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Daphni Leef and Itzik Shmuli can hold their heads high today. Without the summer protests they led last summer, Histadrut labor federation chairman Ofer Eini would not have mobilized the large unions for a strike in support of the economy's weakest workers. Without the social protests, there's no way contract workers would have received anything.

The social protests, which pushed the Histadrut chairman from center stage, and the change in public opinion - which demanded more justice and fewer social gaps - were the driving forces behind the recent strike. Anyone who still claims that the summer protests didn't achieve anything is wrong, big-time.

But there are always a few people who will never be happy. No achievement will satisfy them, short of a revolutionary change that would move our economic system in the direction of neo-socialism. Therefore, they aren't satisfied with the very substantial raise that cleaning staff and security guards (very properly) received.

These dedicated workers will now earn a minimum wage of NIS 4,500 a month; they will henceforth receive the same raises as other public-sector workers, along with contributions to their pension funds and even professional training funds; and outstanding workers will get bonuses. No less importantly, they will now get holiday gifts and subsidized lunches at their workplace, just like other workers do. Granted, this isn't big money, but it is of great importance. No longer will cleaners and security guards be pushed to the margins; instead, they will be accepted and respected.

But those who complain about the agreement say that Eini failed to achieve the main goal: transferring 80,000 security guards and 60,000 cleaners directly onto the payrolls of the government, local authorities, universities, hospitals and the rest of the public sector.

It's true that he failed to achieve this, but we're lucky he did. For Eini wanted to force a single, uniform mode of employment onto the government: direct employment. It didn't interest him that no Western country - not Sweden, not Holland, not England - bans the indirect employment of workers. It didn't matter to him that the economy would have gone backward by 30 years, and investment, growth and employment would all have suffered. He wanted the models to be Cuba and North Korea, not Western Europe.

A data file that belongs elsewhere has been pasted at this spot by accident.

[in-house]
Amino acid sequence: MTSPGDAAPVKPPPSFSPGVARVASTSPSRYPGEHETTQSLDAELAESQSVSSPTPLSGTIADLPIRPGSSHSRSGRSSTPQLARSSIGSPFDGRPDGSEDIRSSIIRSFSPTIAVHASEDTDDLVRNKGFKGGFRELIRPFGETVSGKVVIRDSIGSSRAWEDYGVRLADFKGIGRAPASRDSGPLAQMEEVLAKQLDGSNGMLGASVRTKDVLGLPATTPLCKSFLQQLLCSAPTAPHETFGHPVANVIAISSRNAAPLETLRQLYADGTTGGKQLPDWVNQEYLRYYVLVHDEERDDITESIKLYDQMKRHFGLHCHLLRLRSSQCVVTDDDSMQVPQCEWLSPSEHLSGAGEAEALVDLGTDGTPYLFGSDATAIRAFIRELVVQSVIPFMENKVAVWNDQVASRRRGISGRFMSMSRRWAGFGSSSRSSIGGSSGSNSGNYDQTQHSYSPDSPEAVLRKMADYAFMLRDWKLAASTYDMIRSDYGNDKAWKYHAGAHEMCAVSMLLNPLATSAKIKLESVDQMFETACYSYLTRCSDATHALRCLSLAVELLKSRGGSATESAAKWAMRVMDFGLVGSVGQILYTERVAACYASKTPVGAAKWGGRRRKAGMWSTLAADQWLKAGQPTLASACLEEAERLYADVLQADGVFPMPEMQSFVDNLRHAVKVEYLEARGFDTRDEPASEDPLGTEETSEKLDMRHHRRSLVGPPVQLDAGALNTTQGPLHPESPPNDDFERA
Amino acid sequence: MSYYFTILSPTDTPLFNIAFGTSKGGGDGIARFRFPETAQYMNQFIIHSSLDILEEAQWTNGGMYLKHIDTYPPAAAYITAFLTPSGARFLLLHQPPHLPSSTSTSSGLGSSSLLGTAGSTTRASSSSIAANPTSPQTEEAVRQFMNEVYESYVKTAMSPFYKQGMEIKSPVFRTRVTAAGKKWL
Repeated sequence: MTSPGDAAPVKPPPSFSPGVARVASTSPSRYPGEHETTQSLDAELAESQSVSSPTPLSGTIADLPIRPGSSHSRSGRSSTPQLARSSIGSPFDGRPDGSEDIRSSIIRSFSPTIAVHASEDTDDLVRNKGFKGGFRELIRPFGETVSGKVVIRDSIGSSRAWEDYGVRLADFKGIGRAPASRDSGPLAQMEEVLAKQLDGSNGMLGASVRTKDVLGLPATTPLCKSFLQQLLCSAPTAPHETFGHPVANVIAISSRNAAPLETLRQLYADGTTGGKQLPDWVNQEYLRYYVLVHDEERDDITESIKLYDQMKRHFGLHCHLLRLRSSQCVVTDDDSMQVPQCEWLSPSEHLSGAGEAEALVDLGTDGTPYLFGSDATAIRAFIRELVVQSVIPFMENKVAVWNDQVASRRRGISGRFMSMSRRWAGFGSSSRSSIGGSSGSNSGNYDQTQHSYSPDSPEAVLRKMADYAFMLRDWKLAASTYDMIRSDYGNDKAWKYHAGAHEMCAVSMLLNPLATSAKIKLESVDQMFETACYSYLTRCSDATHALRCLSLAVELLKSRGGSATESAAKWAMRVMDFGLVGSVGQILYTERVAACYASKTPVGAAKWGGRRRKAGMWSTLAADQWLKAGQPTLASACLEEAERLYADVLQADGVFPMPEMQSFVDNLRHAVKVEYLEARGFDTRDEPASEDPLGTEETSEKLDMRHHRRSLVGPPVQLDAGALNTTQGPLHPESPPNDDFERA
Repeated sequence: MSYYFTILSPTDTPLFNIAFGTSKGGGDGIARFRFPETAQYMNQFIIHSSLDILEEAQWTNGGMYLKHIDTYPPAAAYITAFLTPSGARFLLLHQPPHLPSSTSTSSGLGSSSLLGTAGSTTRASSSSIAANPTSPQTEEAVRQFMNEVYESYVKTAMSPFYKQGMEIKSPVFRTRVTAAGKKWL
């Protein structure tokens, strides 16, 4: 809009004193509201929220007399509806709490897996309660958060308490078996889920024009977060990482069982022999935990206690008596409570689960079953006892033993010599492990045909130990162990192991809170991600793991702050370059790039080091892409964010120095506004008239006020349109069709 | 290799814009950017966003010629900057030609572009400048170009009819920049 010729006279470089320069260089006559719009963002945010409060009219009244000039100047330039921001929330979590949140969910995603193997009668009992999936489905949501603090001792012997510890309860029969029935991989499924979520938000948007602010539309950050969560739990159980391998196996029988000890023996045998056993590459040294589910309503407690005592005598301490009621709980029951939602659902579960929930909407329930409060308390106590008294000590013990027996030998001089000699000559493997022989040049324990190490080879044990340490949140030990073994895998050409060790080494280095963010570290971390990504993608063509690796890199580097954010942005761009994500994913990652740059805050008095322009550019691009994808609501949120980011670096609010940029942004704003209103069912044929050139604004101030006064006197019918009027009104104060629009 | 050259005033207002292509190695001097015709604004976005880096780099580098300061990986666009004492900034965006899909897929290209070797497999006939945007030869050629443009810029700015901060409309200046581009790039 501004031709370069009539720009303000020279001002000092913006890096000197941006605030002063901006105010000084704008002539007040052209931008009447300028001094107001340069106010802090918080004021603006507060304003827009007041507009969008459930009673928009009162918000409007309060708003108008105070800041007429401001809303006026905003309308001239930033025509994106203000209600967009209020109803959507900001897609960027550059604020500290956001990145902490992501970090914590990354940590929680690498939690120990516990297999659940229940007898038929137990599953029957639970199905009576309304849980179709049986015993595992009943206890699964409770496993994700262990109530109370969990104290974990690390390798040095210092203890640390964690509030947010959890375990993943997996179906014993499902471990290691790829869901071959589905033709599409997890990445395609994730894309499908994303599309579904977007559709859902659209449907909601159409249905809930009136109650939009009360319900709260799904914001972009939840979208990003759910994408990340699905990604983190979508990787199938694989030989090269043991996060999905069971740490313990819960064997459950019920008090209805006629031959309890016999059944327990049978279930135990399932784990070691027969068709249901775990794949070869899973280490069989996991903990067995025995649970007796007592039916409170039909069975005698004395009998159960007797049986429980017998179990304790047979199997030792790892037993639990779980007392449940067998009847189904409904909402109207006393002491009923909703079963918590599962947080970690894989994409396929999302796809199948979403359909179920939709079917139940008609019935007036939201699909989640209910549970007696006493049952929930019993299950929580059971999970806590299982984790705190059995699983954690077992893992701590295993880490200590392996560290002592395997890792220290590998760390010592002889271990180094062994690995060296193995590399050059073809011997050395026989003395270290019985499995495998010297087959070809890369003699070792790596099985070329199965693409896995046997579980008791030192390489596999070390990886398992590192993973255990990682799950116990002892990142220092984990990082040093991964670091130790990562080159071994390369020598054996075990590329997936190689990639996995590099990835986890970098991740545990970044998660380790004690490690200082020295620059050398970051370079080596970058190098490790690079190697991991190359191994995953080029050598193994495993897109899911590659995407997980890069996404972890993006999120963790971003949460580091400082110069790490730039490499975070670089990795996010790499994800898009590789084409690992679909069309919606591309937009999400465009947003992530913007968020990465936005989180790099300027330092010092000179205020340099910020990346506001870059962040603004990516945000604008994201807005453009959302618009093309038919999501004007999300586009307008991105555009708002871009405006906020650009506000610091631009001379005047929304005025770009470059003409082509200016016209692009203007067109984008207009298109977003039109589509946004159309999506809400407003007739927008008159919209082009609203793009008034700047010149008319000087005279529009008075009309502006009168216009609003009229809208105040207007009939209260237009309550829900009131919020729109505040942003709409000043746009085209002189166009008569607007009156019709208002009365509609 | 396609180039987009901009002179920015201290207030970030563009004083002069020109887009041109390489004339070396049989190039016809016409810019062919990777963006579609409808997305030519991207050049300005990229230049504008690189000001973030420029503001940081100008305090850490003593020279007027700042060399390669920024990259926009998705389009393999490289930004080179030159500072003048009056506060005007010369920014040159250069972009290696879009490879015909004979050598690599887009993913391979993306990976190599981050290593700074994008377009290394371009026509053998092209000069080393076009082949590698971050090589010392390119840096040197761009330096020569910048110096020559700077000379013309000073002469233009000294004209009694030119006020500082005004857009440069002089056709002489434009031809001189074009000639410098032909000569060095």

It's extremely fortunate that Finance Minister Yuval Steinitz and Prime Minister Benjamin Netanyahu stood in the breach and refused to destroy everything that has been built here with great effort over the last 30 years.

Everyone should realize that buying services from an outside company is an integral part of the business world, and also of public administration. It stems from the critical need to specialize and devote one's time to one's core business, rather than wasting precious administrative hours on marginal matters.

Every enterprise, regardless of whether it's private or public, must try to be the best in its core business. So it's proper to purchase services such as cleaning, security, computerization or payroll preparation from outside companies. And not only is it proper, it's more efficient - as long as the outsourcer insists on these external workers being given fair wages and respectable working conditions.

Here, however, it's worth noting that Steinitz and Netanyahu's achievement was very partial - because the Histadrut didn't promise "industrial peace" with regard to the whole issue of direct employment. So, it could declare localized labor disputes tomorrow in a particular hospital or local authority to demand the direct employment of contract workers in that particular workplace.

Many people argue that while Europe employs contract workers, Israel does so in much larger numbers. But they forget to mention that the reason for this is the Histadrut, and Ofer Eini himself.

When Eini became Histadrut chairman six years ago, in February 2006 he met with the head of the Federation of Israeli Chambers of Commerce and said, "The Histadrut erred when it didn't agree that public-sector employers should have managerial flexibility, which would also include the ability to fire workers." Because there is no such flexibility, Eini continued, "the employers circumvented the Histadrut: Instead of hiring workers under the collective agreement, they hired workers on personal contracts" - the equivalent of today's contract workers.

But despite these fine words, Eini has refused throughout his term to grant the public sector "managerial flexibility." Instead, he has taken a militant line of opposing any change, any mobility, any possibility of moving a worker from one corner of the office to another. And now he is shedding crocodile tears over the ballooning number of outsourced workers. It's a truly impressive display of hypocrisy.

Read this article in Hebrew